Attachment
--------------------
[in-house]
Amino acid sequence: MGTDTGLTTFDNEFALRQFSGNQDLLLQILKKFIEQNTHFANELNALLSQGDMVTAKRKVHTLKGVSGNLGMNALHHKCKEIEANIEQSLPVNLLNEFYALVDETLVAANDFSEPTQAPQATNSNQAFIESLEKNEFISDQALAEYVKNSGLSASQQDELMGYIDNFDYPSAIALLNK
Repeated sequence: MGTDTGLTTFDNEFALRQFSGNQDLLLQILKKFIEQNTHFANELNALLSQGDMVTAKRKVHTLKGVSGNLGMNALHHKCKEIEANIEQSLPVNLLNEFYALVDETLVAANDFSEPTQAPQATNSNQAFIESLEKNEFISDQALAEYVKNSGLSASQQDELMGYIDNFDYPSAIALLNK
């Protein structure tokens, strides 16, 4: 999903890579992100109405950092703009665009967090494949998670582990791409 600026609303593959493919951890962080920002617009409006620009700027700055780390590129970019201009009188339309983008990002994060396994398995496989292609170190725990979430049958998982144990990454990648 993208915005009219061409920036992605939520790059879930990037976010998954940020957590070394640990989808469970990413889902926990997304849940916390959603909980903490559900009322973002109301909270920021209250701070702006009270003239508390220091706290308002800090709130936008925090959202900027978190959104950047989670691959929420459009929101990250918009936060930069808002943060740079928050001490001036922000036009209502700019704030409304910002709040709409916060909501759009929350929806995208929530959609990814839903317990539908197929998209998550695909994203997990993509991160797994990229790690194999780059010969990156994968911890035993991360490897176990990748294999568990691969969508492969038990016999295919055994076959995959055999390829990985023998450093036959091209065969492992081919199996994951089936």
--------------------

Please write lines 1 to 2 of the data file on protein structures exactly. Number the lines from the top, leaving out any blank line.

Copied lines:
[in-house]
Amino acid sequence: MGTDTGLTTFDNEFALRQFSGNQDLLLQILKKFIEQNTHFANELNALLSQGDMVTAKRKVHTLKGVSGNLGMNALHHKCKEIEANIEQSLPVNLLNEFYALVDETLVAANDFSEPTQAPQATNSNQAFIESLEKNEFISDQALAEYVKNSGLSASQQDELMGYIDNFDYPSAIALLNK